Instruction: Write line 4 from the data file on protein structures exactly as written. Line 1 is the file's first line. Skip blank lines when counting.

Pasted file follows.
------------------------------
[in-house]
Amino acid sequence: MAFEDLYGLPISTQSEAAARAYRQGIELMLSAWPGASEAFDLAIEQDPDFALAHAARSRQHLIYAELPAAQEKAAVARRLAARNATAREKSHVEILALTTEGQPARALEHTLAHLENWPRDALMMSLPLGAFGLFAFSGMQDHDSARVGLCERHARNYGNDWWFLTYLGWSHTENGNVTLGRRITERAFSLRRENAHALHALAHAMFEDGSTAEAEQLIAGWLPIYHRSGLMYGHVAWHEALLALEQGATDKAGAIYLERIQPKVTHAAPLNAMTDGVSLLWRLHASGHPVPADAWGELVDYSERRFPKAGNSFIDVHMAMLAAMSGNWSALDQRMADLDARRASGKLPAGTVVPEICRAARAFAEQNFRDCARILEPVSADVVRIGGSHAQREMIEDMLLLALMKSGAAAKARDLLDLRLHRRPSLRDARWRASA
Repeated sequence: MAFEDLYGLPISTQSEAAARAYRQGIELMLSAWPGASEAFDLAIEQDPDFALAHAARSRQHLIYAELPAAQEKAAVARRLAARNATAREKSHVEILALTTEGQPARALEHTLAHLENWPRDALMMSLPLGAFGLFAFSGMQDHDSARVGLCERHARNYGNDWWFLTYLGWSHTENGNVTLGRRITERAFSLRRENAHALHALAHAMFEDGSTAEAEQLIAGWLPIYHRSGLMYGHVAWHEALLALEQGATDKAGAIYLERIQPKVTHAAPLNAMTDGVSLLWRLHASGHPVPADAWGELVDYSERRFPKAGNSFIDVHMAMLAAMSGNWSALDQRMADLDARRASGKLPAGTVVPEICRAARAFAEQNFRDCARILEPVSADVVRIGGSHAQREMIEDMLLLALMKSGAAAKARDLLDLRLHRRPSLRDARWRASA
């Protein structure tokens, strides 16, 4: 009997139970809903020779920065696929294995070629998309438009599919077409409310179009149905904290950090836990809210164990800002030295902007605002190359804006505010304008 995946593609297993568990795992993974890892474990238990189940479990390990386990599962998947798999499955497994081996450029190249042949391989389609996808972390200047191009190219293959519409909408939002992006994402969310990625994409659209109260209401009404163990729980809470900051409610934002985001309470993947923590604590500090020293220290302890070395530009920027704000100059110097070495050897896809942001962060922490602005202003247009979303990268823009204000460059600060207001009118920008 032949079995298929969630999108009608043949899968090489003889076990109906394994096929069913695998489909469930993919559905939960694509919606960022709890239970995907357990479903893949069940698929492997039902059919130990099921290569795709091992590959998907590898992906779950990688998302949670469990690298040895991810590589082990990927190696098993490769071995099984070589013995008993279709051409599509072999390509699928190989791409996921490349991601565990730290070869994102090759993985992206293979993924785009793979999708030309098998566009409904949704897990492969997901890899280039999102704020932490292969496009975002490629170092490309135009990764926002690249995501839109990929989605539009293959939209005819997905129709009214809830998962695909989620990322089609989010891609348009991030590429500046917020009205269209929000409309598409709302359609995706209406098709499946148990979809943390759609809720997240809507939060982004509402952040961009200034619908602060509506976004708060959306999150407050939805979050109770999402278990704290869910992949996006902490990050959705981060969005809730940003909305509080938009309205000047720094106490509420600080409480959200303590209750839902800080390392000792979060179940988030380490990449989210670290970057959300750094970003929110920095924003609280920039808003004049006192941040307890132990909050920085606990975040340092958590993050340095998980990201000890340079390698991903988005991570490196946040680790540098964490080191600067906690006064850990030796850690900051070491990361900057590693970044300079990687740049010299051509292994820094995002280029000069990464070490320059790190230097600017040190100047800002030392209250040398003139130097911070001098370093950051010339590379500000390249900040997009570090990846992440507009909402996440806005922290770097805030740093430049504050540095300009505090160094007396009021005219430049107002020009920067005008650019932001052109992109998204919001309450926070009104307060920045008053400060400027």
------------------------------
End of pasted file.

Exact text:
């Protein structure tokens, strides 16, 4: 009997139970809903020779920065696929294995070629998309438009599919077409409310179009149905904290950090836990809210164990800002030295902007605002190359804006505010304008 995946593609297993568990795992993974890892474990238990189940479990390990386990599962998947798999499955497994081996450029190249042949391989389609996808972390200047191009190219293959519409909408939002992006994402969310990625994409659209109260209401009404163990729980809470900051409610934002985001309470993947923590604590500090020293220290302890070395530009920027704000100059110097070495050897896809942001962060922490602005202003247009979303990268823009204000460059600060207001009118920008 032949079995298929969630999108009608043949899968090489003889076990109906394994096929069913695998489909469930993919559905939960694509919606960022709890239970995907357990479903893949069940698929492997039902059919130990099921290569795709091992590959998907590898992906779950990688998302949670469990690298040895991810590589082990990927190696098993490769071995099984070589013995008993279709051409599509072999390509699928190989791409996921490349991601565990730290070869994102090759993985992206293979993924785009793979999708030309098998566009409904949704897990492969997901890899280039999102704020932490292969496009975002490629170092490309135009990764926002690249995501839109990929989605539009293959939209005819997905129709009214809830998962695909989620990322089609989010891609348009991030590429500046917020009205269209929000409309598409709302359609995706209406098709499946148990979809943390759609809720997240809507939060982004509402952040961009200034619908602060509506976004708060959306999150407050939805979050109770999402278990704290869910992949996006902490990050959705981060969005809730940003909305509080938009309205000047720094106490509420600080409480959200303590209750839902800080390392000792979060179940988030380490990449989210670290970057959300750094970003929110920095924003609280920039808003004049006192941040307890132990909050920085606990975040340092958590993050340095998980990201000890340079390698991903988005991570490196946040680790540098964490080191600067906690006064850990030796850690900051070491990361900057590693970044300079990687740049010299051509292994820094995002280029000069990464070490320059790190230097600017040190100047800002030392209250040398003139130097911070001098370093950051010339590379500000390249900040997009570090990846992440507009909402996440806005922290770097805030740093430049504050540095300009505090160094007396009021005219430049107002020009920067005008650019932001052109992109998204919001309450926070009104307060920045008053400060400027």